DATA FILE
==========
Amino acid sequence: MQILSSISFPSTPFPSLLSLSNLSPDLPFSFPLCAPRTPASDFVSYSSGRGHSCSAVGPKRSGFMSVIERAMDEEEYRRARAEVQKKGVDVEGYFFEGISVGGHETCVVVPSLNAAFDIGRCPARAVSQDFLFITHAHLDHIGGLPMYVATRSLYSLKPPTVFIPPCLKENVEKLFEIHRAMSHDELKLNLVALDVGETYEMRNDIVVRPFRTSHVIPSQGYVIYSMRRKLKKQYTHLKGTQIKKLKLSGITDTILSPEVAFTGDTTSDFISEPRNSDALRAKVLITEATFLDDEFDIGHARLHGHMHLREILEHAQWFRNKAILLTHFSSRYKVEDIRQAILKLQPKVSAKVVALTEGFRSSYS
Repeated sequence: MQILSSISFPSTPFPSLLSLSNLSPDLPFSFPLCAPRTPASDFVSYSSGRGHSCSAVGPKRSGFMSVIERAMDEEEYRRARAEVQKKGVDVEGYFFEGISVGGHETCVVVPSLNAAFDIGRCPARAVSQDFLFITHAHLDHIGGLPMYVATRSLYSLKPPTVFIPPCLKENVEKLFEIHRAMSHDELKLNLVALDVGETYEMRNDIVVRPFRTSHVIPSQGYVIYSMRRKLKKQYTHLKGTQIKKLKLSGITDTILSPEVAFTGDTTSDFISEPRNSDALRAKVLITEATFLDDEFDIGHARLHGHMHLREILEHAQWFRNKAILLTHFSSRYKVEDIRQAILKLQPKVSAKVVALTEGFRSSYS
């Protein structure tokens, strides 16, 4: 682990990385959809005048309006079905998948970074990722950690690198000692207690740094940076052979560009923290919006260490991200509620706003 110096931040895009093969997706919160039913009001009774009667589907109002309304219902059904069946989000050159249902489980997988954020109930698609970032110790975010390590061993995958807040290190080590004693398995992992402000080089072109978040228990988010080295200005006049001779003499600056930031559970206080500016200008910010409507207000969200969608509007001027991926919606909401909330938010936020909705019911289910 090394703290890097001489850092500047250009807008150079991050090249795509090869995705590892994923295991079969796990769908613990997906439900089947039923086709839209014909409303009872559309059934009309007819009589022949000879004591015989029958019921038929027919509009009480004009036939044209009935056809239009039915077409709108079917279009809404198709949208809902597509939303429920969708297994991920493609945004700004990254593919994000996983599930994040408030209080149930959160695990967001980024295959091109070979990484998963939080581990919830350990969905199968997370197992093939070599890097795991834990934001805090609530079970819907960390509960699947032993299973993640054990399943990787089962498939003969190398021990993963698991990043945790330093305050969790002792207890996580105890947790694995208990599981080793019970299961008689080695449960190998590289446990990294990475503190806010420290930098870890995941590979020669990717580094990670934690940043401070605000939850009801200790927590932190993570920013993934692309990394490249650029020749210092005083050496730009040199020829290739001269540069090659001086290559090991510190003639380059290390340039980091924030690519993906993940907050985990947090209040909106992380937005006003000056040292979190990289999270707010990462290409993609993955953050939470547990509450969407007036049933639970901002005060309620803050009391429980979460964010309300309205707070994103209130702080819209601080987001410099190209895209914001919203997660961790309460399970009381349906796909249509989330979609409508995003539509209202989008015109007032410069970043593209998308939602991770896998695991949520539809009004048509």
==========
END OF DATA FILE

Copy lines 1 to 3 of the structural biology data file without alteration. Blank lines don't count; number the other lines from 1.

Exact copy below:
Amino acid sequence: MQILSSISFPSTPFPSLLSLSNLSPDLPFSFPLCAPRTPASDFVSYSSGRGHSCSAVGPKRSGFMSVIERAMDEEEYRRARAEVQKKGVDVEGYFFEGISVGGHETCVVVPSLNAAFDIGRCPARAVSQDFLFITHAHLDHIGGLPMYVATRSLYSLKPPTVFIPPCLKENVEKLFEIHRAMSHDELKLNLVALDVGETYEMRNDIVVRPFRTSHVIPSQGYVIYSMRRKLKKQYTHLKGTQIKKLKLSGITDTILSPEVAFTGDTTSDFISEPRNSDALRAKVLITEATFLDDEFDIGHARLHGHMHLREILEHAQWFRNKAILLTHFSSRYKVEDIRQAILKLQPKVSAKVVALTEGFRSSYS
Repeated sequence: MQILSSISFPSTPFPSLLSLSNLSPDLPFSFPLCAPRTPASDFVSYSSGRGHSCSAVGPKRSGFMSVIERAMDEEEYRRARAEVQKKGVDVEGYFFEGISVGGHETCVVVPSLNAAFDIGRCPARAVSQDFLFITHAHLDHIGGLPMYVATRSLYSLKPPTVFIPPCLKENVEKLFEIHRAMSHDELKLNLVALDVGETYEMRNDIVVRPFRTSHVIPSQGYVIYSMRRKLKKQYTHLKGTQIKKLKLSGITDTILSPEVAFTGDTTSDFISEPRNSDALRAKVLITEATFLDDEFDIGHARLHGHMHLREILEHAQWFRNKAILLTHFSSRYKVEDIRQAILKLQPKVSAKVVALTEGFRSSYS
């Protein structure tokens, strides 16, 4: 682990990385959809005048309006079905998948970074990722950690690198000692207690740094940076052979560009923290919006260490991200509620706003 110096931040895009093969997706919160039913009001009774009667589907109002309304219902059904069946989000050159249902489980997988954020109930698609970032110790975010390590061993995958807040290190080590004693398995992992402000080089072109978040228990988010080295200005006049001779003499600056930031559970206080500016200008910010409507207000969200969608509007001027991926919606909401909330938010936020909705019911289910 090394703290890097001489850092500047250009807008150079991050090249795509090869995705590892994923295991079969796990769908613990997906439900089947039923086709839209014909409303009872559309059934009309007819009589022949000879004591015989029958019921038929027919509009009480004009036939044209009935056809239009039915077409709108079917279009809404198709949208809902597509939303429920969708297994991920493609945004700004990254593919994000996983599930994040408030209080149930959160695990967001980024295959091109070979990484998963939080581990919830350990969905199968997370197992093939070599890097795991834990934001805090609530079970819907960390509960699947032993299973993640054990399943990787089962498939003969190398021990993963698991990043945790330093305050969790002792207890996580105890947790694995208990599981080793019970299961008689080695449960190998590289446990990294990475503190806010420290930098870890995941590979020669990717580094990670934690940043401070605000939850009801200790927590932190993570920013993934692309990394490249650029020749210092005083050496730009040199020829290739001269540069090659001086290559090991510190003639380059290390340039980091924030690519993906993940907050985990947090209040909106992380937005006003000056040292979190990289999270707010990462290409993609993955953050939470547990509450969407007036049933639970901002005060309620803050009391429980979460964010309300309205707070994103209130702080819209601080987001410099190209895209914001919203997660961790309460399970009381349906796909249509989330979609409508995003539509209202989008015109007032410069970043593209998308939602991770896998695991949520539809009004048509």